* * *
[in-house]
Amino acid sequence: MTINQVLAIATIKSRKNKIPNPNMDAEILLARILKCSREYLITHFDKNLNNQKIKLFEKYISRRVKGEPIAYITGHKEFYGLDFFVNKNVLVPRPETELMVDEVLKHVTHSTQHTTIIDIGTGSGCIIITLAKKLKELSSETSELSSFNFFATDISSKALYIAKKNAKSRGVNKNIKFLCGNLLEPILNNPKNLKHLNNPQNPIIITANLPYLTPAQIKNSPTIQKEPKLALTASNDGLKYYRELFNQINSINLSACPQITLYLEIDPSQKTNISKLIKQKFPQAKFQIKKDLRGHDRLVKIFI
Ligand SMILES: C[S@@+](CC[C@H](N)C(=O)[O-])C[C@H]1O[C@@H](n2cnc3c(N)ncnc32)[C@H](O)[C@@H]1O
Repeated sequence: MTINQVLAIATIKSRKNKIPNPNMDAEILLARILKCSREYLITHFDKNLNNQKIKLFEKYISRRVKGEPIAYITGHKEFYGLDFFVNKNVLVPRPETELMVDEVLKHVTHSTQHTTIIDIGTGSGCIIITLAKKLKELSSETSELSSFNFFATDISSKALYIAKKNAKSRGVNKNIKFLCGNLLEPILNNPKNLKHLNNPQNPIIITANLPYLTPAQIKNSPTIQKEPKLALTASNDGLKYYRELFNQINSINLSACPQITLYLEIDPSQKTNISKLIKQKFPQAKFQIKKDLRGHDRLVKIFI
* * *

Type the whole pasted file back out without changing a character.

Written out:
[in-house]
Amino acid sequence: MTINQVLAIATIKSRKNKIPNPNMDAEILLARILKCSREYLITHFDKNLNNQKIKLFEKYISRRVKGEPIAYITGHKEFYGLDFFVNKNVLVPRPETELMVDEVLKHVTHSTQHTTIIDIGTGSGCIIITLAKKLKELSSETSELSSFNFFATDISSKALYIAKKNAKSRGVNKNIKFLCGNLLEPILNNPKNLKHLNNPQNPIIITANLPYLTPAQIKNSPTIQKEPKLALTASNDGLKYYRELFNQINSINLSACPQITLYLEIDPSQKTNISKLIKQKFPQAKFQIKKDLRGHDRLVKIFI
Ligand SMILES: C[S@@+](CC[C@H](N)C(=O)[O-])C[C@H]1O[C@@H](n2cnc3c(N)ncnc32)[C@H](O)[C@@H]1O
Repeated sequence: MTINQVLAIATIKSRKNKIPNPNMDAEILLARILKCSREYLITHFDKNLNNQKIKLFEKYISRRVKGEPIAYITGHKEFYGLDFFVNKNVLVPRPETELMVDEVLKHVTHSTQHTTIIDIGTGSGCIIITLAKKLKELSSETSELSSFNFFATDISSKALYIAKKNAKSRGVNKNIKFLCGNLLEPILNNPKNLKHLNNPQNPIIITANLPYLTPAQIKNSPTIQKEPKLALTASNDGLKYYRELFNQINSINLSACPQITLYLEIDPSQKTNISKLIKQKFPQAKFQIKKDLRGHDRLVKIFI